In Section VA, we present the methodology and the experimental setup, next in Section VB, we present the results and analysis necessary to clarify the final conclusions.
Va Experimental Setup
For all the algorithms, on each dataset, we used 3times 3fold crossvalidation. Each method was trained and tested 500 times for each fold with different parameter values sampled from the parameter ranges presented in Tables I–V, according to a Latin Hypercube Sampling (LHS) [25]
, while the best accuracy achieved by each method in each fold was recorded for each dataset. This comprises a total of 752,000 experiments. After that, we calculate the mean and the standard deviation of the best results for each dataset separately. The LHS guarantees the full coverage of the range of each parameter. For our case, the range of each parameter is divided into 500 intervals of equal probability which leads to a random selection of a single value from each interval
[8].For studying the effects of the different levels of supervision, i. e., the percentage of labeled data, the semisupervised methods were trained with the following percentages: 1%, 5%, 10%, 25%, 50%, 75% and 100%. The ranges of the parameter for the supervised methods are shown in Tables I–III and the parameter ranges for both semisupervised methods can be seen in Table IV. Finally, the ranges for SSSOM are shown in Table V. The maximum number of nodes for SSSOM () was set to be the size of the training set. A detailed description of the parameters of the comparable methods can be found in [19], [12], [17], [4], and [21].
Parameters  min  max 
Number of nodes  10  30 
Positive learning rate  0.4  0.5 
Negative learning rate  0.01  0.05 
Weights learning rate  0.15  0.2 
Learning Decay  0.000001  0.00002 
Number of epochs  5000  10000 
Parameters  min  max 

C  0.1  10 
Kernel Function  1  4 
Degree of polynomial kernel function  3  5 
Gamma of kernel functions 2, 3 and 4  0.1  1 
Independent term in kernel functions 2 and 3  0.01  1 

1: linear, 2: poly, 3: rbf and 4: sigmoid.
Parameters  min  max 
Number of neurons in each layer 
1  100 
Number of hidden layers  1  3 
Learning rate  0.001  0.1 
Momentum  0.85  0.95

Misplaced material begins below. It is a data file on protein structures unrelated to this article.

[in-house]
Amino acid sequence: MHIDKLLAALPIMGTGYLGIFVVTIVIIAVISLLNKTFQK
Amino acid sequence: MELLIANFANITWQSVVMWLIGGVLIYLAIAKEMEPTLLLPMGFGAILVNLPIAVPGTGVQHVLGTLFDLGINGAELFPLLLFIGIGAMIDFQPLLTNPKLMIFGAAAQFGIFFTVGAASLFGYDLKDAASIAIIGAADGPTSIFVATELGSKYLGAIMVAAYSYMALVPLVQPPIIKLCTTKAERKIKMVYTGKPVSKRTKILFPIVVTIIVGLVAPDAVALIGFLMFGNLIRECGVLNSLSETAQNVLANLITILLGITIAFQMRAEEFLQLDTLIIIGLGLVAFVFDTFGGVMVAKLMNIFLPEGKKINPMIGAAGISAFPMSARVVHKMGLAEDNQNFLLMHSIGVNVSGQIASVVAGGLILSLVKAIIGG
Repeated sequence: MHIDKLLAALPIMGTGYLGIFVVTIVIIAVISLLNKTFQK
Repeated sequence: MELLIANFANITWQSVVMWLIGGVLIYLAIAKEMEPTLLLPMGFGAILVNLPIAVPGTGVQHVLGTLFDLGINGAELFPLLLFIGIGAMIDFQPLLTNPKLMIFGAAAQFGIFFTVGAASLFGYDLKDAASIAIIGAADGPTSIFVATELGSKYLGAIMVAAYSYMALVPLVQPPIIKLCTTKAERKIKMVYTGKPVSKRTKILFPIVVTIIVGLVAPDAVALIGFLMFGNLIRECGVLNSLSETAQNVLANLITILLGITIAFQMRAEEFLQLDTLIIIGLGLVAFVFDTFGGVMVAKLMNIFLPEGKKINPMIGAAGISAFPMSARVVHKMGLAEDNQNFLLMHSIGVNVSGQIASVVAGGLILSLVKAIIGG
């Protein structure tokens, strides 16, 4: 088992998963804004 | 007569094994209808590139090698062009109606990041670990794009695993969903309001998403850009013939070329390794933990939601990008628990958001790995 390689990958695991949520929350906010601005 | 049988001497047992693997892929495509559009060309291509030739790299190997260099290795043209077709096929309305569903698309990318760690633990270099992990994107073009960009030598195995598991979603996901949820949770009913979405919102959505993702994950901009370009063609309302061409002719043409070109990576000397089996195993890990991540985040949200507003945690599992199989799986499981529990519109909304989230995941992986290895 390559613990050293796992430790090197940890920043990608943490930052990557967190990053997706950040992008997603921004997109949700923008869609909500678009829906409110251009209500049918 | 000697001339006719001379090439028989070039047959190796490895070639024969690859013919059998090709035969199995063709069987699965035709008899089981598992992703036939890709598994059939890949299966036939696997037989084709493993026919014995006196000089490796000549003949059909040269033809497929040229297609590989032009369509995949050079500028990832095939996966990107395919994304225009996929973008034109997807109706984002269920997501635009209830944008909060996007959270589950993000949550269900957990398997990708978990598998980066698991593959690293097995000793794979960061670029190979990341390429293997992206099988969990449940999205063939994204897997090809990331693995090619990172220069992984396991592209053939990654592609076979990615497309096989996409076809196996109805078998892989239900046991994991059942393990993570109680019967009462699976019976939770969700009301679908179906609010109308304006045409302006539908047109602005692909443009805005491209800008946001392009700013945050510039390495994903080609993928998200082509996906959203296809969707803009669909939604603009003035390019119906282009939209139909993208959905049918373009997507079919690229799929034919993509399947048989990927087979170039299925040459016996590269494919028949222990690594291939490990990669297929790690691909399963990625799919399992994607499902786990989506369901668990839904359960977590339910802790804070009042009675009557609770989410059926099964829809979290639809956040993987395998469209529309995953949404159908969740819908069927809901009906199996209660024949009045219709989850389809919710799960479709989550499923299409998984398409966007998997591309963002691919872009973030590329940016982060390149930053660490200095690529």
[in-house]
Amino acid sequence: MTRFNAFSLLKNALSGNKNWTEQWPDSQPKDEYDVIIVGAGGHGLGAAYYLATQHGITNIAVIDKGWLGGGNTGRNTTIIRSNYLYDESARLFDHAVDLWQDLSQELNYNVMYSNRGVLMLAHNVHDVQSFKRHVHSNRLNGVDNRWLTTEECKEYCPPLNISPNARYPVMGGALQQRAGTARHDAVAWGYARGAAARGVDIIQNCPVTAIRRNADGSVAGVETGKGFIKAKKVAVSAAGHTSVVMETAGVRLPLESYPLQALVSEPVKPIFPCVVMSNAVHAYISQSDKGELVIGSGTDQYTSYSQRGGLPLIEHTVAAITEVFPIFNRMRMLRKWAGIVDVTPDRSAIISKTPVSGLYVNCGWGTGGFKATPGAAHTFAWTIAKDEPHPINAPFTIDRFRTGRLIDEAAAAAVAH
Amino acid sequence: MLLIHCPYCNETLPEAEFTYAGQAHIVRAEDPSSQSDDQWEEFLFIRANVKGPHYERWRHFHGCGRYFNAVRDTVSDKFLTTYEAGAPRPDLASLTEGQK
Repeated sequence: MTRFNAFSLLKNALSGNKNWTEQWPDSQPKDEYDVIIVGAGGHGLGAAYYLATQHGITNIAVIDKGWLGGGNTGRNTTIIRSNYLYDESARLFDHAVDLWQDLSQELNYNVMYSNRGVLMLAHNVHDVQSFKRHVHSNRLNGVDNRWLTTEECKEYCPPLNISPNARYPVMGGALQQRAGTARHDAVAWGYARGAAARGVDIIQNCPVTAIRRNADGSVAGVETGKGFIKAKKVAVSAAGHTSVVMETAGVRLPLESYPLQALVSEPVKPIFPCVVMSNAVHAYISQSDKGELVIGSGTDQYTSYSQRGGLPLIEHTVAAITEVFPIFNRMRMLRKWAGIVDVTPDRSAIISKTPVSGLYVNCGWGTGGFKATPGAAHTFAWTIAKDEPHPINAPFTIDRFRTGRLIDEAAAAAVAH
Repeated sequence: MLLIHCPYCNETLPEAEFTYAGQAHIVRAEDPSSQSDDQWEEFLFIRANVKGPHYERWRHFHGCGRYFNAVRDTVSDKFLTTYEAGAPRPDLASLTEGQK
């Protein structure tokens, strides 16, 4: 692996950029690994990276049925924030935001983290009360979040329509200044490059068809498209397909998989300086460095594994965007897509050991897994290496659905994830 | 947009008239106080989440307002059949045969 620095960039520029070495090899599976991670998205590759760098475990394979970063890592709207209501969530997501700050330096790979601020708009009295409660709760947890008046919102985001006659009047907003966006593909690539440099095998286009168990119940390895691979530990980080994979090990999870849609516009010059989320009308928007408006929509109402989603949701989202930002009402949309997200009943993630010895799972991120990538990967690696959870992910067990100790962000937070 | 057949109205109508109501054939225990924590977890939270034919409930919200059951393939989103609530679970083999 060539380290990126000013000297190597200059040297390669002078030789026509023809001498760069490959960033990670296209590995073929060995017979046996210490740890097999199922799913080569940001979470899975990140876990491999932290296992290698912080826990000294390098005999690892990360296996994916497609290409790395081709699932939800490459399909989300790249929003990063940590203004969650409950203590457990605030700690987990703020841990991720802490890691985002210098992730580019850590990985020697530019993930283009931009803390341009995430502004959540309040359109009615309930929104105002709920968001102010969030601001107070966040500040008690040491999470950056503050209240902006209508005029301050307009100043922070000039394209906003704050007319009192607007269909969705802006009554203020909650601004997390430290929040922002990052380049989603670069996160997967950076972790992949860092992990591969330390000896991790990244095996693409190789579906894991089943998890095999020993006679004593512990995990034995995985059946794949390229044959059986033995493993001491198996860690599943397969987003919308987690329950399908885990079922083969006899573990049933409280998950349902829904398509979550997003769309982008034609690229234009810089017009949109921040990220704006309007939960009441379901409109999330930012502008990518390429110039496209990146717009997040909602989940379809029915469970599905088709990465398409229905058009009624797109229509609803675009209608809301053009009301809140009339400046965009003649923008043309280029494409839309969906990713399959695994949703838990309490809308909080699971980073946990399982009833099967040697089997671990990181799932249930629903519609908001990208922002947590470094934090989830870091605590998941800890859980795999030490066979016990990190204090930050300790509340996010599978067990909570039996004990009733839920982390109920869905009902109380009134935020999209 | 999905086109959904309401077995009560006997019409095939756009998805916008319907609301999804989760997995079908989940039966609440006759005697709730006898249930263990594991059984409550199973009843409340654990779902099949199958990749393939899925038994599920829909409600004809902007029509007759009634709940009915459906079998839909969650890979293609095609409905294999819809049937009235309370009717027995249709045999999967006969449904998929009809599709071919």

Epochs  100  200 
Optimizer  1  3 
Activation function  1  3 
Learning Decay  1  3 

1: lbfgs; 2: sgd; 3: adam;
1: logistic; 2: tanh; 3: relu;
1: constant; 2: invscaling; 3: adaptative.
Parameters  min  max 

Kernel Function  1  2 
(for RBF Kernel)  10  30 
Number of Neighbors (for KNN Kernel) 
1  100 
0  1  
Number of epochs  20  100 

1: RBF and 2: KNN. * is only used for label spreading.
We considered a projected clustering problem, where each sample should be assigned to a single cluster, and SSSOM was set to operate in such mode. For classification purposes, if available, we use the node class as the predicted class. Otherwise, it is straightforwardly considered as an error. The next section presents the obtained results and their analysis.
Parameters  min  max 
Activation threshold ()  0.80  0.999 
Lowest cluster percentage (lp)  0.001  0.01 
Relevance rate ()  0.001  0.5 
Max competitions ()  
Winner learning rate ()  0.001  0.2 
Wrong winner learning rate ()  
Neighbors learning rate ()  
Relevance smoothness ()  0.01  0.1 
Connection threshold ()  0  0.5 
Number of epochs ()  1  100 

* S is the number of input patterns in the dataset.
VB Experimental Results and Analysis
Fig. 1 shows the results of SSSOM in comparison with Label Propagation and Spreading for the realworld datasets as a function of the percentage of labeled data. In all datasets, the performance of the proposed method is superior to the other semisupervised methods concerning the supervision rate between 1% to 75%, whereas with higher percentages (100%) the difference is smaller, but it continues to outperform or obtain comparable results. These results show the robustness of proposed method in situations when only a small number of labeled data is available.